The Difference Between Copyediting and Proofreading
Before going for editing services, the most difficult question one may be grappled with is the difference between the different kinds of editing services.
Open the internet and you will find an array of editing services, all with different names and it leaves you perplexed – what do all these services mean and what is the right service for my work?
If you approach a company that offers you good proofreading services and editing services, they might help you out with your queries, but then it is always better to be prepared and informed about it yourself as well.
To help you accomplish that, we will today shed some light on the differences between copyediting and proofreading services. While copyediting may be recommended for manuscripts, proofreading services are generally helpful for all kinds of documents.
Copyediting services help you to correct the glaring mistakes of inconsistency and repetition. There are chances that sometimes, your document may have some parts that are being repeated, and you may just sort of miss seeing them because of the sheer vastness of the work.
There also are times when the document may seem to have adjoining parts which show a lot of inconsistency in terms of meaning or relevance.
Copyediting eliminates such problems and makes your document’s flow better in all senses. Most of the reputed copyediting services in the UK can help you to achieve such changes in your works.
The above-listed problems are generally seen in academic documents, where a lot of research is involved and a certain word count is to be achieved.
In such cases, the writer tends to subconsciously repeat the same parts. If you work in sync with your copyeditor, you can bring about the required changes in your work in a desirable manner.
Contrary to what many believe, a copyeditor is a lot more than just an overrated proofreader. They are the ones who build the important bridge between your rough draft and your published document, thereby helping to make your work presentable to the world.
So, it would not be an overstatement to say that they are your partners in the publishing process. Copyediting, apart from correcting such major changes in the document, also focuses on the trifle mistakes and tends to change them too.
However, the results of the process depend on the copyeditor because unlike a tool or a fixed technical system, copyediting is a work of skill and the more skilled your copyeditor is, the better he or she will work on your document.
They, therefore, have to be both technically sound, while also being aware of the themes that you may be aiming to highlight. The copyeditor would check the technical consistency of your document.
For example, if you have used the word “McDonald’s” on one page, and “Macdonald’s” on another, although both are grammatically correct, they are not consistent and while most of the people may miss this small change, a copyeditor is highly likely to catch it.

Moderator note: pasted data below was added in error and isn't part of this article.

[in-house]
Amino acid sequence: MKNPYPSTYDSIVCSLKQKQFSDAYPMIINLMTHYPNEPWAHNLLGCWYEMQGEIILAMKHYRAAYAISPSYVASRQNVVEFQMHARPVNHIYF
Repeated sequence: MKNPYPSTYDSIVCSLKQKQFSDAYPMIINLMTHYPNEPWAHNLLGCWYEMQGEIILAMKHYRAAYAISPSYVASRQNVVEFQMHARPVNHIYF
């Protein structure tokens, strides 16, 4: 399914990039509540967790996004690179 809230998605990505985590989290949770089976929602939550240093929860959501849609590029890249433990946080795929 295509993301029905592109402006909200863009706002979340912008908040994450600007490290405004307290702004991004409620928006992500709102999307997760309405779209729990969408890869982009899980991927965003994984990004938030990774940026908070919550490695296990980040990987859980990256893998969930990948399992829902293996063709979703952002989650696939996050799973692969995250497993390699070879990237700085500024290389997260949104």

They will also check your work for the spelling styles – American English and British English. So, if you have written, “Bred went to the toilet” in one place and “Bred went to the washroom” in another, the copyeditor will correct it and make it uniform throughout.
If you are writing a story, a copyeditor’s work becomes much more detailed and difficult because they will have to check the consistency of the story in terms of the context.
If a poor person is eating his breakfast at the Hilton Hotel, it is not convincing to the reader and while you may not even realize it, a copyeditor would discuss it with you and tell you what needs to be changed and why.
Copyediting is a service that can be taken up by writers who believe that their comprehension is perfect and they are ready to take the next step. It is appropriate to keep copyediting as the very final step of your process.
A good copyeditor would take anywhere between two weeks to a month to copyedit your work to perfection.
Proofreading is the super-final step of the editing process. When you are certain that your document has been worked on enough and extensively for all of its mistakes, redundancy, and inconsistency, you can print your manuscript and once printed, get it proofread.
It is the final step where the minutest things are looked at and refined. There may be a comma missing somewhere, or there might be an article missing at some other place, for example, you may be written, “United States of America” instead of “the United States of America”.
Now such mistakes are very trifle and the writer can seldom catch them. In such times, a proofreader, as a third person and a reader, can easily figure out the shortcomings and work on them or suggest you work on them.
Since such mistakes are also commonly found in dissertations, there are special dissertations proofreading services available in the markets.
While the proofreader may catch the minutest mistakes and make the corrections, if there are too huge or glaring mistakes in the document submitted, they may return it for further copyediting services.
So, in a way, it would be appropriate to say that the proofreader is nothing but a checker who checks the already edited works to refine them and bring about a superior quality to them.
Some also believe that proofreading is a certain sort of art, which deals with checking the different mechanics that are involved in the publishing works.
The proofreading rates may vary according to the type of document you have. So, if your work is a small essay which only needs the basic grammatical correction, the services would cost you less.
However, if you have a large manuscript to get checked, it may be a little bit on the higher side.
The basic difference between copyediting and proofreading, can, therefore, be called a difference in the degrees to which the document is edited.